Guilt can be a normal and healthy emotional experience. “I’m guilty” can also mean “I’m responsible.” Shame, in contrast is always pathological, and can have destructive effects on emotional development. But without an opportunity to hear the family story, it is impossible to distinguish between the two. Knowing Paul’s story, we can understand it as a kind of intergenerational transmission of shame. Isabel’s sad feelings and expressions of low self-esteem were a communication of distress at an environment of rage, directed both at her and between her parents. One can understand her behavior not as an illness but as an adaptive effort to change the situation.
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of 2020, we were all collectively faced with an invisible yet terrifying threat. The group including fellows, faculty, and luminaries held each other over countless messy moments of uncertainty and loss. The result was a profound sense of connection and trust that fueled the explosion of creativity brought forth in their work. The impact will change the lives of infants and families throughout the world for years to come.
Nelson Mandela famously said, “The true character of a society is revealed in how it treats Its children.” A more accurate revision might read: “how it treats its parents and other caregivers of infants.” As Winnicott wisely observed, "It should be noted that [caregivers] who have it in themselves to provide good-enough care can be enabled to do better by being cared for themselves in a way that acknowledges the essential nature of their task."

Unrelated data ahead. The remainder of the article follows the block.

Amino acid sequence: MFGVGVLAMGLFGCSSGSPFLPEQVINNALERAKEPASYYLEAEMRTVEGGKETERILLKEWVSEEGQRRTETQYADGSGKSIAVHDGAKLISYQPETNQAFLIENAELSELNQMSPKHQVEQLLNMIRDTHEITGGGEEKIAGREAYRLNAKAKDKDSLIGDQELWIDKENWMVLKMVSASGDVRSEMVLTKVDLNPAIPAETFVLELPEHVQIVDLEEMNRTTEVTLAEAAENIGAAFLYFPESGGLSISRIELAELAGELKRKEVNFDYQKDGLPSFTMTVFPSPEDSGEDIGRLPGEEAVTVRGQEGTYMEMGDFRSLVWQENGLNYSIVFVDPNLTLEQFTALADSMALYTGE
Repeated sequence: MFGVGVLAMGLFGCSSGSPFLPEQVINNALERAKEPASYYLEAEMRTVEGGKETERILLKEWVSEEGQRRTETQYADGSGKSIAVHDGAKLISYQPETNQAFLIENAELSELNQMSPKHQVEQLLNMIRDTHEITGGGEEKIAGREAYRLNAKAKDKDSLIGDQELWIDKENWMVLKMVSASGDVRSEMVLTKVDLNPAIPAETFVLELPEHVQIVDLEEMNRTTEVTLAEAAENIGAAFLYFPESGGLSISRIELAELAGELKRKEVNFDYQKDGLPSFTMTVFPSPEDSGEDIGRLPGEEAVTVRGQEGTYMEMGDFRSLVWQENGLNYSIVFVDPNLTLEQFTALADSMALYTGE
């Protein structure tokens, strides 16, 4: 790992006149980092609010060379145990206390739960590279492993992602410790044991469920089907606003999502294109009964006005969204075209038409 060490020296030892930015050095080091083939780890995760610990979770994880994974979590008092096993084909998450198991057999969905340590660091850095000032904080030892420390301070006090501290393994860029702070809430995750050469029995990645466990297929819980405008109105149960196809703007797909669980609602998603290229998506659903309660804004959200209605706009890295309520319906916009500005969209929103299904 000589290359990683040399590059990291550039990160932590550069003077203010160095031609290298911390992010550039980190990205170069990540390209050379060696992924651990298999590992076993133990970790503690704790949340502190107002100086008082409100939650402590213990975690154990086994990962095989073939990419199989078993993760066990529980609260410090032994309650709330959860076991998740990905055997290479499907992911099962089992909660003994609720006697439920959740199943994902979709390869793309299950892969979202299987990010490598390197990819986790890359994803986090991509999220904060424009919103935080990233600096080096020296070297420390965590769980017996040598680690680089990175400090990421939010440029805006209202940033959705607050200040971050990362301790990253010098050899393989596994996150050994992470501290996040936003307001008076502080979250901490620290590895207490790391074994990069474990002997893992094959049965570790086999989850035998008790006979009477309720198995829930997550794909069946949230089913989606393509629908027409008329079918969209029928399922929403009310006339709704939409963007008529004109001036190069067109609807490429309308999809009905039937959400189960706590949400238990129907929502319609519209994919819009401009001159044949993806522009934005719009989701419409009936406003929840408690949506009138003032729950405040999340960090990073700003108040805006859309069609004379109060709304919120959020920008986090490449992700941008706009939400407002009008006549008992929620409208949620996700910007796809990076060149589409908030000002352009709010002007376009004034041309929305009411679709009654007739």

For only by understanding what is “normal”- or the term I prefer "typical" -can we build a model of promotion and prevention. A frame of understanding rooted in healthy development can guide treatment of families when development has gone awry. This model has relevance for relationships throughout our lives. Simply taking time to carefully listen to parents with a young infant as they take us inside their moment-to-moment experience can be an important part of our collective learning.
The rush to diagnose itself represents an intolerance of uncertainty. Sitting in the discomfort of not-knowing while taking time to make sense of the problem calls for a feeling of safety and community of support both of which are lacking for parents and professionals alike. Parents feel judged about their child’s behavior. Clinicians feel urged to find the answer in unrealistically brief visits under pressure of a waiting room full of kids.
Last week my husband Joe, our two dogs, and I shared a celebratory dinner with my parents on the occasion of my father’s 98th birthday. After a festive evening filled with hope against the backdrop of a darkening second winter of Covid, Joe suggested on the car ride home that I write about it. As readers of my blog know, I am immersed in work on a new book about listening for loss. I should practice what I preach.